A new study sought to determine how the nature of visits to emergency departments (EDs) changed for previously uninsured patients who gained Medicaid insurance expansion under the ACA and who went to the ED at least once before and once after expansion. The study found that compared with patients who remained uninsured in states where Medicaid was not expanded, these patients shifted their use of the ED toward conditions that required subsequent hospitalization and for illnesses that were not easily avoided by outpatient care.
For the first time, scientists exposed pregnant and lactating mice to sucralose and acesulfame-K -- a common combination in soda, sports supplements and other sweetened products -- and found their pups developed harmful metabolic and gut bacteria changes. Published in Frontiers in Microbiology, the study reinforces an emerging consensus: artificial sweeteners may be safe when used in moderation by adults, but they are not a 'magic bullet' alternative to sugar.
Around half of patients admitted to hospital in Vietnam are carriers of multiresistant intestinal bacteria, which are resistant to carbapenems, a group of broad-spectrum antibiotics. This is the conclusion of a study by Swedish and Vietnamese scientists led by Linköping University, published in the Journal of Infection.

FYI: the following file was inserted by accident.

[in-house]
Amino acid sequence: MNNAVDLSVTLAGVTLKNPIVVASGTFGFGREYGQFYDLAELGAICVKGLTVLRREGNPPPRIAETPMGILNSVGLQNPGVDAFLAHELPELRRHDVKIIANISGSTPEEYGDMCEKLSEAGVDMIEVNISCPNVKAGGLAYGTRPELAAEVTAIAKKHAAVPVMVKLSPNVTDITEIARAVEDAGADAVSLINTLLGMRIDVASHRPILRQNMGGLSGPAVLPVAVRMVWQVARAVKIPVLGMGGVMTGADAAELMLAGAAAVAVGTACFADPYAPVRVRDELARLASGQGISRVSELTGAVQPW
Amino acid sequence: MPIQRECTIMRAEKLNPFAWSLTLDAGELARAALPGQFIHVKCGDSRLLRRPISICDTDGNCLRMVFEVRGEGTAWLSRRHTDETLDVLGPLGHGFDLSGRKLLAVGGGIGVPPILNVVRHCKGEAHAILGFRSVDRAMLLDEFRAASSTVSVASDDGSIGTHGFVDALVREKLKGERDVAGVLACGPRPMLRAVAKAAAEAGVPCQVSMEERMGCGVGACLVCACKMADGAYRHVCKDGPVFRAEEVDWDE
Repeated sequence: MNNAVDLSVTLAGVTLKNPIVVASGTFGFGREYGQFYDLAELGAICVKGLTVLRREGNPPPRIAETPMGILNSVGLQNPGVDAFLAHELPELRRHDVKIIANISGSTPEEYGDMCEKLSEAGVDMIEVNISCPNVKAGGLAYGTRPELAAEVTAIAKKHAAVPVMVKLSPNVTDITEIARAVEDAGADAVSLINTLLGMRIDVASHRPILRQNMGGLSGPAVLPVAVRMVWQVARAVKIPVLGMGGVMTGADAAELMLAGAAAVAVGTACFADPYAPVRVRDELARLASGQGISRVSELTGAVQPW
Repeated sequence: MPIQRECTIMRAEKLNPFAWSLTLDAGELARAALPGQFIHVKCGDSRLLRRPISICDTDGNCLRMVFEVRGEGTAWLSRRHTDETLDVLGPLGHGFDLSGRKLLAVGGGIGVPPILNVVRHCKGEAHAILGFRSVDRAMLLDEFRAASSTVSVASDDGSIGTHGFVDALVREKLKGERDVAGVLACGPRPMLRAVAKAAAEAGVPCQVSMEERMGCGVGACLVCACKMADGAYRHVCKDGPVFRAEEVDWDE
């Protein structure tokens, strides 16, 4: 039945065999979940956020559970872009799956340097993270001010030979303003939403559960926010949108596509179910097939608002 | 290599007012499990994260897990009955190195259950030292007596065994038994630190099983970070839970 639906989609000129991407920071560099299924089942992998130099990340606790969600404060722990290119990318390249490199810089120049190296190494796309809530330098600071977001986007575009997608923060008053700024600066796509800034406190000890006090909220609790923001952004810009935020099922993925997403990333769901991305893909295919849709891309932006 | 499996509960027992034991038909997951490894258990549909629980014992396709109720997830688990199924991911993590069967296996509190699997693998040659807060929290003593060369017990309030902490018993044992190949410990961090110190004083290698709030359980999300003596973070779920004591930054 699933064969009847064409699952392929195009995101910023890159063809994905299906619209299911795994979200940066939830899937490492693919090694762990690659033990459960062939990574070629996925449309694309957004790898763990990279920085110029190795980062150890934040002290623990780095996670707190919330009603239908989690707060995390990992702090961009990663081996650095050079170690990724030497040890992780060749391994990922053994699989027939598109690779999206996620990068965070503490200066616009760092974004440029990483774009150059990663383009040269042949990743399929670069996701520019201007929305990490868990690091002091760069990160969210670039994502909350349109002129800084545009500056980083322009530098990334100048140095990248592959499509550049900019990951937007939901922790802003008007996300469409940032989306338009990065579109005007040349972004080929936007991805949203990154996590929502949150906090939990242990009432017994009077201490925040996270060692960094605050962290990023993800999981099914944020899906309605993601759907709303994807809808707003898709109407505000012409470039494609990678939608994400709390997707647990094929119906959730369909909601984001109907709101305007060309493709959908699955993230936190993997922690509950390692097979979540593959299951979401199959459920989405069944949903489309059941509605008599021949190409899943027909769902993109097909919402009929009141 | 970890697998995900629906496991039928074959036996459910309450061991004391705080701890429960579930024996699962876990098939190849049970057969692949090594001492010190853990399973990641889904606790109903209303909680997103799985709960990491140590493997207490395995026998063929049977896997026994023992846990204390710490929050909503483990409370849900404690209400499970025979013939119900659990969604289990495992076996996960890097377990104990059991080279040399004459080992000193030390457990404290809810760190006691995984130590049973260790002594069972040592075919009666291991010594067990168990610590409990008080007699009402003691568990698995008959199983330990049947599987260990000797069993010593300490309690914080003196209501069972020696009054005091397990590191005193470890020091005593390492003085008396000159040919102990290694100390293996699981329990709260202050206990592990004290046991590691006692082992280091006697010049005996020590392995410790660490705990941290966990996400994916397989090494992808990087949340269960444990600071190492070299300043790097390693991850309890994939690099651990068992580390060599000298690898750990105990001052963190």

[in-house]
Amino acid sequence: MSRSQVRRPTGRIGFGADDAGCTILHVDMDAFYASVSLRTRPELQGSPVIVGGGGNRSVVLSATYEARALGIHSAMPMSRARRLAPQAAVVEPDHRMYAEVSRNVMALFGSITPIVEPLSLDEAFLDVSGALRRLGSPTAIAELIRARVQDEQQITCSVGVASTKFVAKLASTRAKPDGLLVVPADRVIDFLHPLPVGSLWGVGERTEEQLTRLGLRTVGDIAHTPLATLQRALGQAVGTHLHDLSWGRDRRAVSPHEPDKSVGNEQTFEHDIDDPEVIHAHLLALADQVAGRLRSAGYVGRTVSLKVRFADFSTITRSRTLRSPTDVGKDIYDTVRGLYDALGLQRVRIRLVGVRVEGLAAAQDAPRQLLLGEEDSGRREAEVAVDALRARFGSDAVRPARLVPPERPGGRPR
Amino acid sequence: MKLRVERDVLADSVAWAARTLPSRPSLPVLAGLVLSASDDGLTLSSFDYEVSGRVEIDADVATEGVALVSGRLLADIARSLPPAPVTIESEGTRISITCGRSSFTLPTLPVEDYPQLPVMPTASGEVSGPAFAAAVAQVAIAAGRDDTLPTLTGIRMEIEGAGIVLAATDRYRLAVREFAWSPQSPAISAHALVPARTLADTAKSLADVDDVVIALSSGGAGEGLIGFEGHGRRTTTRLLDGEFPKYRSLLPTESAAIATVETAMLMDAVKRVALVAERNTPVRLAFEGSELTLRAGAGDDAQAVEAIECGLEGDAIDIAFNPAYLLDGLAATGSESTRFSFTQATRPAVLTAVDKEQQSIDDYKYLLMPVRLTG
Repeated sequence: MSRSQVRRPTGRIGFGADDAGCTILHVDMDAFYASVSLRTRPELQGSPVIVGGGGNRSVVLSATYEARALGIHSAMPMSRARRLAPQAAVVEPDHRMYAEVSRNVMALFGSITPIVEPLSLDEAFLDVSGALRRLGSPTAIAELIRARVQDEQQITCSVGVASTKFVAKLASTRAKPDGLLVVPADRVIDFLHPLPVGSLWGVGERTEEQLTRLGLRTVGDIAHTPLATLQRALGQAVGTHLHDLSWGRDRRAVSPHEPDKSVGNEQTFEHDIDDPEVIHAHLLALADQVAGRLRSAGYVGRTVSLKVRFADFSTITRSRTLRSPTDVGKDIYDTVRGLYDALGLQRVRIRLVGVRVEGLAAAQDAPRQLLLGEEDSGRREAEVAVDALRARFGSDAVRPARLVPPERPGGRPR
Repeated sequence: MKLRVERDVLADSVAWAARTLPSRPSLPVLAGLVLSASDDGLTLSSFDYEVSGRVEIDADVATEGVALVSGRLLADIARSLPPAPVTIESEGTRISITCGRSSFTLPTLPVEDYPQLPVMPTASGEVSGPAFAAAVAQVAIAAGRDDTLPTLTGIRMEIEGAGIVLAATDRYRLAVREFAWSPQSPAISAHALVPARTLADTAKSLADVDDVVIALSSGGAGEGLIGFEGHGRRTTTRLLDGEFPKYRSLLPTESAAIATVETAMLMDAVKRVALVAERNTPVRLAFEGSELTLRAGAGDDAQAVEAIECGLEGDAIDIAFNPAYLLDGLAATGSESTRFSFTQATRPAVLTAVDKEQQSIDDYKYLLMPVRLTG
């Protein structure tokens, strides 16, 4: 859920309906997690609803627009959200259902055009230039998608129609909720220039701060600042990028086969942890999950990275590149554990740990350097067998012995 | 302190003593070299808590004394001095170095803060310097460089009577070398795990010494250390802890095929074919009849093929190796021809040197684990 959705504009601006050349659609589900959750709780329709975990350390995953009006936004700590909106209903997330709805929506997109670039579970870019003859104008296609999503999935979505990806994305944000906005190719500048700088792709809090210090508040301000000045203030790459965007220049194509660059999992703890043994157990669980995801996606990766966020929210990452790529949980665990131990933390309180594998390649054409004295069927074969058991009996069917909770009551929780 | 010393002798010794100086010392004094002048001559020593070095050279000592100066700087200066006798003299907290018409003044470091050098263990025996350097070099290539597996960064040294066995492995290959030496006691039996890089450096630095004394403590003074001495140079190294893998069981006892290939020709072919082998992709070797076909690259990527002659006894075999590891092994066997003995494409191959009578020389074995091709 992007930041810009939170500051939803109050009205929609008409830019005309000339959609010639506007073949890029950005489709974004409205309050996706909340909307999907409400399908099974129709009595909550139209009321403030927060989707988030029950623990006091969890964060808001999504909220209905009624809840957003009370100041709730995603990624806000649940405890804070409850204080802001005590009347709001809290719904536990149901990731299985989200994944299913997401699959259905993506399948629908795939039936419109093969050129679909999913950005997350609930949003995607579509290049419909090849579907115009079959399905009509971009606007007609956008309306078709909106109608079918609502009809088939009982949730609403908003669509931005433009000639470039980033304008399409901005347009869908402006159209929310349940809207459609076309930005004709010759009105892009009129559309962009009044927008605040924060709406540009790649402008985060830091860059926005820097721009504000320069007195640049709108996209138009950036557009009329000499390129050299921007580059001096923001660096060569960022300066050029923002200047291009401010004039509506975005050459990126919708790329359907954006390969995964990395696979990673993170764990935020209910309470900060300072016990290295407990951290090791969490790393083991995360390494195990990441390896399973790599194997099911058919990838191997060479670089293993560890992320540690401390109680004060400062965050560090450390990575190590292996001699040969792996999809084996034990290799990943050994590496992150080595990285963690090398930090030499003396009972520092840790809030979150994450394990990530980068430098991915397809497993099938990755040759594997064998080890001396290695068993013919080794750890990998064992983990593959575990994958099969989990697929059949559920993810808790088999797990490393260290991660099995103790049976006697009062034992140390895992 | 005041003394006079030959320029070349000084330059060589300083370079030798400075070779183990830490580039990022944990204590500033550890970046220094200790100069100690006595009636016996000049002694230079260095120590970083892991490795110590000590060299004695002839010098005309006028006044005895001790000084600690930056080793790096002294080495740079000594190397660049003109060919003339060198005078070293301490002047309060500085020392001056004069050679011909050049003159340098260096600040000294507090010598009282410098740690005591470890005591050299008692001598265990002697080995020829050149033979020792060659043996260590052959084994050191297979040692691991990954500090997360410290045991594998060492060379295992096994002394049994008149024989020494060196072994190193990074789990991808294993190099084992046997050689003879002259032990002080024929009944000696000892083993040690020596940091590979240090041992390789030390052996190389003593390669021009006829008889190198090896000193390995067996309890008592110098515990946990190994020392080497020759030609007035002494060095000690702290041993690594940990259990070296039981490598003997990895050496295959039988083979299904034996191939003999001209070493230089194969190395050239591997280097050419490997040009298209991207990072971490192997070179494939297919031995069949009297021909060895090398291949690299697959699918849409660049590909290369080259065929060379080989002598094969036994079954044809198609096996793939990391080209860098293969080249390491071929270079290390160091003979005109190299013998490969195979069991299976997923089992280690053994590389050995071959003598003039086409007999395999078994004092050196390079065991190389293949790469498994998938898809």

Sclerostin is a protein produced by osteocytes in the bone that inhibits bone formation. A recent analysis of results from a clinical trial reveals the beneficial effects of romosozumab, an antibody therapy that targets sclerostin, on bone tissue in postmenopausal women with osteoporosis. The findings are published in the Journal of Bone and Mineral Research.
An innovation in liver function testing could detect liver disease decades before it becomes fatal.
The CHAI project assessed the link between fine particulate matter (PM2.5) and black carbon and blood pressure in over 5,500 people living in a peri-urban area near Hyderabad city
State policies requiring children to attend additional years of school may result in a reduced risk for heart disease and improvements in several cardiovascular risk factors in adulthood, according to a study by researchers at UC San Francisco and Stanford University.
Short term pedometer-based walking interventions can have long-term health benefits for adults and older adults, according to new research published in the open-access journal PLOS Medicine on June 25.
New research from the Monell Center analyzed nearly 400,000 food reviews posted by Amazon customers to gain real-world insight into the food choices that people make. The findings reveal that many people find the foods in today's marketplace to be too sweet.
The survey also asked Americans to choose a statement that best represented their feelings about vaccine safety and efficacy. While the vast majority (82%) chose in favor of vaccines, 8% selected responses expressing serious doubt. An additional 9% said they were unsure.